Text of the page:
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ūrdhva (ऊर्ध्व).—m (S) Gasping or heaving. 2 By eminence. The gasping of the dying hour. 3 The zenith.Source: DDSA: The Molesworth Marathi and English Dictionary
ūrdhva (ऊर्ध्व).—ad Above. m Gasping. The zenith. The gasping of the dying hour.Source: DDSA: The Aryabhusan school dictionary, Marathi-English
Marathi is an Indo-European language having over 70 million native speakers people in (predominantly) Maharashtra India. Marathi, like many other Indo-Aryan languages, evolved from early forms of Prakrit, which itself is a subset of Sanskrit, one of the most ancient languages of the world.
Ūrdhva (ऊर्ध्व).—a. Erect, upright, above; °केश (keśa) &c.; rising or tending upwards.
2) Raised, elevated, erected; हस्तः, °पादः (hastaḥ, °pādaḥ) &c.
3) High, superior, upper.
4) Not sitting (opp. āsīna).
5) Torn (as hair).
6) Thrown up.
-rdhvam Elevation, height.
1) Upwards, aloft, above. अधश्चोर्ध्वं च प्रसृतम् (adhaścordhvaṃ ca prasṛtam) Muṇḍ. Up.2.2.11; अधश्चोर्ध्वं प्रसृतास्तस्य शाखाः (adhaścordhvaṃ prasṛtāstasya śākhāḥ) Bg.15.1.
2) In the sequel (= upariṣṭāt).
3) In a high tone, aloud.
4) Afterwards, subsequent to (with abl.); शरीरभेदादूर्ध्वमुत्क्रम्य पुनः (śarīrabhedādūrdhvamutkramya punaḥ) Ait. Up.4.6. ते त्र्यहादूर्ध्वमाख्याय (te tryahādūrdhvamākhyāya) Ku.6.93; ऊर्ध्वं संवत्सरात् (ūrdhvaṃ saṃvatsarāt) Ms.9.77; Y.1.53; R.14.66; Bk.18.36; पितुरूर्ध्वम् (piturūrdhvam) Ms.9.14 after the father's death; अत ऊर्ध्वम् (ata ūrdhvam) hence forward, hereafter.Source: DDSA: The practical Sanskrit-English dictionary
Ūrdhva (ऊर्ध्व).—(?) , adj. (in fig. sense), exalted, lofty, great, of power: Mv i.116.3 adhivāsanaṃ viditvā rājāsya durjayor- dhva- (mss. °yorddha-, or °yoddha-, see prec.) bala (mss. balam) eva. Senart's note suggests em. durjayarddhi-bala. For this meaning of ūrdhva may be compared Pali uddhehi vatthehi Jāt. iv.154.15, in rich, lofty clothes (PTSD, doubtfully); but Dutoit's transl. understands with up- lifted garments (presumably to wipe his eyes; the person is weeping).Source: Cologne Digital Sanskrit Dictionaries: Edgerton Buddhist Hybrid Sanskrit Dictionary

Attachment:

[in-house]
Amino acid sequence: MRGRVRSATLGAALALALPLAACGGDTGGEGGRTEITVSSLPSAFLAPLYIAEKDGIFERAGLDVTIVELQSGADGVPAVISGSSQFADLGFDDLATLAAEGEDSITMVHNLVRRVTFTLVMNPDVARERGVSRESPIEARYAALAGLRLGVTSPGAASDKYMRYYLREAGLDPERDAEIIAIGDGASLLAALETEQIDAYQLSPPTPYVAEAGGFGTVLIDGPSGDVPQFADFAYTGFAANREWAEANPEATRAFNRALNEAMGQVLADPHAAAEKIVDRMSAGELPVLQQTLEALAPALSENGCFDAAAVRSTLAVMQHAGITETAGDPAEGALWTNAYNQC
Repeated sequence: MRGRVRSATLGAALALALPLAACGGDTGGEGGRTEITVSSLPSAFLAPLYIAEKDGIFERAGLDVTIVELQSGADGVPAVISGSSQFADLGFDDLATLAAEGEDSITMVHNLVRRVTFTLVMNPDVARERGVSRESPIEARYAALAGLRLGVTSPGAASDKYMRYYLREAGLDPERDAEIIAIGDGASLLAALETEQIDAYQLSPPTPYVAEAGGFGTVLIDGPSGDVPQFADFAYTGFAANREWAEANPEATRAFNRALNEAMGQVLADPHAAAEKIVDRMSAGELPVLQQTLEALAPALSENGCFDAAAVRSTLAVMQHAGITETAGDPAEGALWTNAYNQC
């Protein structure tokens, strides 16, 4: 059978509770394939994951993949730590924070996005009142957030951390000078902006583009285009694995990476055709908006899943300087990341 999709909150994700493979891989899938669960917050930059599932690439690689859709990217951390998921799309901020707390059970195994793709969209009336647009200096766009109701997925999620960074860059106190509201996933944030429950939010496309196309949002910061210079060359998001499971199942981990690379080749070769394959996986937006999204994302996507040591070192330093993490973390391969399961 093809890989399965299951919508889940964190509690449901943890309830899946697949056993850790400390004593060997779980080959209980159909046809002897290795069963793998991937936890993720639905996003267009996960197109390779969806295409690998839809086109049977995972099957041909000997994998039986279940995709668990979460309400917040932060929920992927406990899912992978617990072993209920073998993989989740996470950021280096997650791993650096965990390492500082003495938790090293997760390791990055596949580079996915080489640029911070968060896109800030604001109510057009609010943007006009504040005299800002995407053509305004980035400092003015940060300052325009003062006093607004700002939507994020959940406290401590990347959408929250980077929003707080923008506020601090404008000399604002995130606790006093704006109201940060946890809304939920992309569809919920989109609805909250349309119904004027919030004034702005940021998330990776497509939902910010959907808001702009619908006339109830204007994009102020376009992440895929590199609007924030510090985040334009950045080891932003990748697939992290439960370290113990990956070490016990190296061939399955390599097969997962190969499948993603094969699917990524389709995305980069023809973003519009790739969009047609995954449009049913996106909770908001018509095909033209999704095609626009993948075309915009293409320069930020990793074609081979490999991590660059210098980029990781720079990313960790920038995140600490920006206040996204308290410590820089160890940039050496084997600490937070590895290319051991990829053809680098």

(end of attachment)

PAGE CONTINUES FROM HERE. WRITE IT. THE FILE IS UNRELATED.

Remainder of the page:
Sanskrit, also spelled संस्कृतम् (saṃskṛtam), is an ancient language of India commonly seen as the grandmother of the Indo-European language family. Closely allied with Prakrit and Pali, Sanskrit is more exhaustive in both grammar and terms and has the most extensive collection of literature in the world, greatly surpassing its sister-languages Greek and Latin.
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Search found 27 books and stories containing Urdhva, Ūrdhva; (plurals include: Urdhvas, Ūrdhvas). You can also click to the full overview containing English textual excerpts. Below are direct links for the most relevant articles:
Brihad Bhagavatamrita (by Śrīla Sanātana Gosvāmī)
Verse 2.2.81 < [Chapter 2 - Jñāna: Knowledge]
Verse 2.2.71 < [Chapter 2 - Jñāna: Knowledge]
Verse 2.3.49 < [Chapter 3 - Bhajana: Worship]
Later Chola Temples (by S. R. Balasubrahmanyam)
Temples in Chintamani Agaram < [Chapter II - Temples of Kulottunga I’s Time]
Temples in Solapuram < [Chapter II - Temples of Kulottunga I’s Time]
Temples in Tiruvalangadu < [Chapter II - Temples of Kulottunga I’s Time]
The Brihadaranyaka Upanishad (by Swāmī Mādhavānanda)
Early Chola Temples (by S. R. Balasubrahmanyam)
Muktesvaram < [Chapter XIV - Conclusion]
Bronze, group 1: Late Pallava and Early Chola—Age of Vijayalaya (a.d. 785-871) < [Chapter XI - Sculpture]
Kailasanathar Temple < [Chapter XIV - Conclusion]